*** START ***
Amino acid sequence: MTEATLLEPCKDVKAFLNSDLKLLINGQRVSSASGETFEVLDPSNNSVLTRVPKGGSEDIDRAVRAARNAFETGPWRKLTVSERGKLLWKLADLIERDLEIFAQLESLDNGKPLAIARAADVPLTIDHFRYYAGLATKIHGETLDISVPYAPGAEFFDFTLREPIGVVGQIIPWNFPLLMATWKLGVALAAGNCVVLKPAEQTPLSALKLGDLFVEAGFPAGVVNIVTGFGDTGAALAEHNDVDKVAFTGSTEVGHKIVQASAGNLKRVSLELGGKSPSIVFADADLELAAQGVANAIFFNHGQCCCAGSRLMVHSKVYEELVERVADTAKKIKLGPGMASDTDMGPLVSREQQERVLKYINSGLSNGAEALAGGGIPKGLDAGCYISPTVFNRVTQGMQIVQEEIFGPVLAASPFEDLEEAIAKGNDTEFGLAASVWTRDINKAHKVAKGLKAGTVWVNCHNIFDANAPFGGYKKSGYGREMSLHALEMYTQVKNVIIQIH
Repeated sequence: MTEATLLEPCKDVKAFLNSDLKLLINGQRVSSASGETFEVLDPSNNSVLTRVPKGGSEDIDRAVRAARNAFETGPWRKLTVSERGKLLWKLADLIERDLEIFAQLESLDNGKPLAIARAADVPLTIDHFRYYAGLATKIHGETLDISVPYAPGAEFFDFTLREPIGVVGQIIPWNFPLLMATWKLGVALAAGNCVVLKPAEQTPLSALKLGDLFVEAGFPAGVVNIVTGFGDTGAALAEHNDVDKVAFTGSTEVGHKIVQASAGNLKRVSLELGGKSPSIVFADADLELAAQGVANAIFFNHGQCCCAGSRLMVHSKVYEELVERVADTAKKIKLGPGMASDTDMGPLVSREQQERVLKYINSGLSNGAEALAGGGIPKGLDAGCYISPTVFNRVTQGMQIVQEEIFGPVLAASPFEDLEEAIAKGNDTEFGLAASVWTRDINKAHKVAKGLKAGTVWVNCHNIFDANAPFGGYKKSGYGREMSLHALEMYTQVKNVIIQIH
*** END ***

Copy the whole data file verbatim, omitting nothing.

Amino acid sequence: MTEATLLEPCKDVKAFLNSDLKLLINGQRVSSASGETFEVLDPSNNSVLTRVPKGGSEDIDRAVRAARNAFETGPWRKLTVSERGKLLWKLADLIERDLEIFAQLESLDNGKPLAIARAADVPLTIDHFRYYAGLATKIHGETLDISVPYAPGAEFFDFTLREPIGVVGQIIPWNFPLLMATWKLGVALAAGNCVVLKPAEQTPLSALKLGDLFVEAGFPAGVVNIVTGFGDTGAALAEHNDVDKVAFTGSTEVGHKIVQASAGNLKRVSLELGGKSPSIVFADADLELAAQGVANAIFFNHGQCCCAGSRLMVHSKVYEELVERVADTAKKIKLGPGMASDTDMGPLVSREQQERVLKYINSGLSNGAEALAGGGIPKGLDAGCYISPTVFNRVTQGMQIVQEEIFGPVLAASPFEDLEEAIAKGNDTEFGLAASVWTRDINKAHKVAKGLKAGTVWVNCHNIFDANAPFGGYKKSGYGREMSLHALEMYTQVKNVIIQIH
Repeated sequence: MTEATLLEPCKDVKAFLNSDLKLLINGQRVSSASGETFEVLDPSNNSVLTRVPKGGSEDIDRAVRAARNAFETGPWRKLTVSERGKLLWKLADLIERDLEIFAQLESLDNGKPLAIARAADVPLTIDHFRYYAGLATKIHGETLDISVPYAPGAEFFDFTLREPIGVVGQIIPWNFPLLMATWKLGVALAAGNCVVLKPAEQTPLSALKLGDLFVEAGFPAGVVNIVTGFGDTGAALAEHNDVDKVAFTGSTEVGHKIVQASAGNLKRVSLELGGKSPSIVFADADLELAAQGVANAIFFNHGQCCCAGSRLMVHSKVYEELVERVADTAKKIKLGPGMASDTDMGPLVSREQQERVLKYINSGLSNGAEALAGGGIPKGLDAGCYISPTVFNRVTQGMQIVQEEIFGPVLAASPFEDLEEAIAKGNDTEFGLAASVWTRDINKAHKVAKGLKAGTVWVNCHNIFDANAPFGGYKKSGYGREMSLHALEMYTQVKNVIIQIH